George Graham

A Clear and Present Danger


Obviously, one response to Trump’s dismaying behavior would be to elect a Democratic Congress in 2018 and send him packing in 2020. But the burning question is:

Can we afford to wait that long?

Increasingly, we hear warnings of Trump’s “instability.” Increasingly, he acts with unrestrained malice toward others and with no apparent grasp of the likely consequences of his actions

“I hate everyone in the White House,” he proclaims in one of his rages.

Does he also hate everyone in America? In the world?

It seems so.

Trump’s rhetoric stokes the smoldering hatreds that afflict society. He singles out ethnic, religious and sexual minorities for attack and encourages the abuse of women.

And his actions are even more dangerous than his words.

With malevolent glee, he pursues policies designed to cause pain and even death to other people – dismantling America’s healthcare system, unleashing polluters to destroy the environment, even provoking a global nuclear war.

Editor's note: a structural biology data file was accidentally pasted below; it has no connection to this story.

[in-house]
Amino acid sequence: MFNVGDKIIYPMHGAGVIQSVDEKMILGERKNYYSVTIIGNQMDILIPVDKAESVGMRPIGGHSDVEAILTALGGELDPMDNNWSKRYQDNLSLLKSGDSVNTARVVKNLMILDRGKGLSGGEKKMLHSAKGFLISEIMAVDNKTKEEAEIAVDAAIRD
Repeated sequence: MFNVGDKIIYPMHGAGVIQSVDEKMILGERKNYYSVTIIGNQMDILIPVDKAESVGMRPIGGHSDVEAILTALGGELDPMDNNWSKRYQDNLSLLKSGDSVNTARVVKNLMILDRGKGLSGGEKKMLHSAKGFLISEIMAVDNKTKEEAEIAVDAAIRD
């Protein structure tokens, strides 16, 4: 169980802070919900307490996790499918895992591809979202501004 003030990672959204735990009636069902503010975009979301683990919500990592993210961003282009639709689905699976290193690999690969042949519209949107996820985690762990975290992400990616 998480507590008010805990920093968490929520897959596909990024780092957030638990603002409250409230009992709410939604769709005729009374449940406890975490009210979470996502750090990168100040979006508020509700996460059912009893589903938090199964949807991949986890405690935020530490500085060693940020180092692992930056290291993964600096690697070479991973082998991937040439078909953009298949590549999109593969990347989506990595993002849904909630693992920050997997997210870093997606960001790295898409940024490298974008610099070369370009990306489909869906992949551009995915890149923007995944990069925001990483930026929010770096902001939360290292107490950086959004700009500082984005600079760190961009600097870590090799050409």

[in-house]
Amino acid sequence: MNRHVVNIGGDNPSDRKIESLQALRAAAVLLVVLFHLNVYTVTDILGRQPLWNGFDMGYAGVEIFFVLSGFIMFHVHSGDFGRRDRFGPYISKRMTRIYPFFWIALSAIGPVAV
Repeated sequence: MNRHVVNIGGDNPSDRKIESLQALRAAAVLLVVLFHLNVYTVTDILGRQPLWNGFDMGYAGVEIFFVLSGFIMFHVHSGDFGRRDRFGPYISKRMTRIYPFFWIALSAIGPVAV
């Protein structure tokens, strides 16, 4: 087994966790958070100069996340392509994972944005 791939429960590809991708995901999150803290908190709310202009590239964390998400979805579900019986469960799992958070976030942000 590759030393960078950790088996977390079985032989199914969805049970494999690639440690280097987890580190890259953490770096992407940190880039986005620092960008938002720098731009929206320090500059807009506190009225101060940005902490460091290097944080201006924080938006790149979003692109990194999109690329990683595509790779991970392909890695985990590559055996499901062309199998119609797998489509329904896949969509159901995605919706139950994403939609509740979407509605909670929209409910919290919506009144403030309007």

How long can this continue? Will he snap tomorrow? The day after? Next week?

And are we prepared to take a chance that he won’t snap – at least for the next few years?

With stakes this high, dare we take that gamble?

Surely, the possibilities – the probabilities – are  too frightening to contemplate.  This crisis transcends politics. This is no time for partisan tactics. This is the time for Democrats and Republicans to act together to protect America – and the world – from a clear and present danger.

More on Trump’s behavior

About the author


I am a Jamaican-born writer who has lived and worked in Canada and the United States. I live in Lakeland, Florida with my wife, Sandra, our three cats and two dogs. I like to play golf and enjoy our garden, even though it's a lot of work. Since retiring from newspaper reporting I've written a few books. I also write a monthly column for